Wednesday, 29 March 2017

Postcards from Sri Lanka : The ruins of Anuradhapura

During my office trip to Sri Lanka back in 2014, Anuradhapura was the first taste of a tourist destination for us. It was the 30th of November, and we reached Anuradhapura at around noon after an hour and half's drive from Dambula.

Anuradhapura was an ancient city, probably inhabited since the 10th century B.C., but it became a great city around the 3rd century B.C., when a branch of a Buddhist fig tree (Bodhi tree), or the 'tree of enlightenment' was introduced here. The city flourished around it for 1300 years, until an invasion in 993 A.D. led to its abandonment. The ruins lay hidden in thick jungles for centuries, till it was rediscovered in the 19th century.


During the span when Anuradhapura flourished, it saw a 'Golden Age of building', when some of the tallest buildings in the ancient world were built here. The Jetavanaramaya dagoba is still one of the tallest brick structures in the world. Apart from that, the Ruwanwelisaya stupa and the Abhayagiri dagoba are pretty big structures too, underlining the high level of architecture and engineering attained by the civilization, millennia from today. We also visited the Sri Maha Boodhi temple, where the part of the Bodhi tree still stands more than 2000 years after it was brought here. The place is flocked by pilgrims, most of them deep in meditation.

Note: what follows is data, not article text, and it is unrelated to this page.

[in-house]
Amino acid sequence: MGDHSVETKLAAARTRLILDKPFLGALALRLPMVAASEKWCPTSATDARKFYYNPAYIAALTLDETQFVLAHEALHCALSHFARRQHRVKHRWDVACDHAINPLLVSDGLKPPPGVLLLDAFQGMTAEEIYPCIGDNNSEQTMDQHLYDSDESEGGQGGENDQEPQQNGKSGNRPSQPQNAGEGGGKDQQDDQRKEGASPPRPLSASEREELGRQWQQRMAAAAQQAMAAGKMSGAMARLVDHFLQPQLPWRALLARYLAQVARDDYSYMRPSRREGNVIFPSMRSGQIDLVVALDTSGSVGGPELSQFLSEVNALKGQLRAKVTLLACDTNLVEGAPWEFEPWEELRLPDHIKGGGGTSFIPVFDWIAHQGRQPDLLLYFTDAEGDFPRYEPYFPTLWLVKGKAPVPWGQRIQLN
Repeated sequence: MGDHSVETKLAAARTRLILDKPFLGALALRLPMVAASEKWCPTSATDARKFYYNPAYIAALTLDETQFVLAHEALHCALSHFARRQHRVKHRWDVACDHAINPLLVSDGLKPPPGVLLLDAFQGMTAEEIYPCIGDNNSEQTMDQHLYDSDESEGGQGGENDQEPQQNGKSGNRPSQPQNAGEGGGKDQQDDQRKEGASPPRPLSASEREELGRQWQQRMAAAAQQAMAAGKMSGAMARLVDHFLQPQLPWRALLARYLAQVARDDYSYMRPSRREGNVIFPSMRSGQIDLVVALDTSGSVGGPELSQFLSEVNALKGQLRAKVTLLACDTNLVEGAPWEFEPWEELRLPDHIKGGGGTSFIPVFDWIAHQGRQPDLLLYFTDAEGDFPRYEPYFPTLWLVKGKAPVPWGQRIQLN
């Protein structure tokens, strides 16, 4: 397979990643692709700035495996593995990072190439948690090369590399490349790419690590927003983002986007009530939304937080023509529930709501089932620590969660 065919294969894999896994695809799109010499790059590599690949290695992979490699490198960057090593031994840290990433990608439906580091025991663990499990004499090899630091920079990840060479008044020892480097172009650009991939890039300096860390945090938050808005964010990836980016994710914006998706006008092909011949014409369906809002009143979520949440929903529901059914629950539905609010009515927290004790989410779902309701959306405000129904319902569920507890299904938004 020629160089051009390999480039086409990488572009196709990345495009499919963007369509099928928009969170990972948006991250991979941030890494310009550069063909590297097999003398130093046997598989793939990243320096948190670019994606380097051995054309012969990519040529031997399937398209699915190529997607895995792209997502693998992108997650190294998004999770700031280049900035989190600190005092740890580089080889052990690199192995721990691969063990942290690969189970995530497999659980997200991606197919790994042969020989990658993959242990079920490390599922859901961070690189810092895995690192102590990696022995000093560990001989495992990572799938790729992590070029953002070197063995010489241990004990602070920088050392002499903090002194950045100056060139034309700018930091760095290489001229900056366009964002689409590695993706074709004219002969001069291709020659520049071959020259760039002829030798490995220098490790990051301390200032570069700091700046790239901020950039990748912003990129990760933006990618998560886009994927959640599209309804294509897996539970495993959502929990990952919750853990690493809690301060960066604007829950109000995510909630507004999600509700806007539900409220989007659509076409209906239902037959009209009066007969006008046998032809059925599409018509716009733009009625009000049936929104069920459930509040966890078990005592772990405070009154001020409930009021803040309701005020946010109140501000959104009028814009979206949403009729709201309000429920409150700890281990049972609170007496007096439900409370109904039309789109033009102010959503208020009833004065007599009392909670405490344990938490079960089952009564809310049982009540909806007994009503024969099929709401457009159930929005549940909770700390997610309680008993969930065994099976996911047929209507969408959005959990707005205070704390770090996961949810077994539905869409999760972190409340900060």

Jetavanaramaya dagoba








Ruwanwelisaya stupa


Samadhi statue


Abhayagiri dagoba


A structure right next to the Abhayagiri dagoba  


To be honest, we did not quite enjoy Anuradhapura as much as it was hyped. I have been to the ruins of Mandu (Madhya Pradesh), Lothal (Gujarat), the former capital cities of Patan (Gujarat), Shivsagar (Assam), and the century-old structures of Delhi and Ahmedabad to name a few. Anuradhapura didn't seem much different either; ruins of an old city in a complex.

But after coming back home and reading up on it, Anuradhapura intrigues me more than ever before.
 Now that I know the story of what happened here so many years ago, I think I can relate to the place much better. I would not go just to look around at the ruins, but to stand and breathe in the same place, which was dwelled by learned men two millenia ago, gaining enlightenment under the sacred Bodhi tree. The ruins would not chunks of brick for me anymore, but it will have a story weaved in its patterns, of the life lived here so long ago.

How was your experience of Anuradhapura? If you haven't been there, would you like a trip to Anuradhapura? Feel free to comment below.

Hope you like the post. Have a great day. See you again on Saturday. Cheers!

2 comments:

  1. Beautiful captures, looks beautiful with all the green around.

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  2. Great shots. I would love to visit this place.

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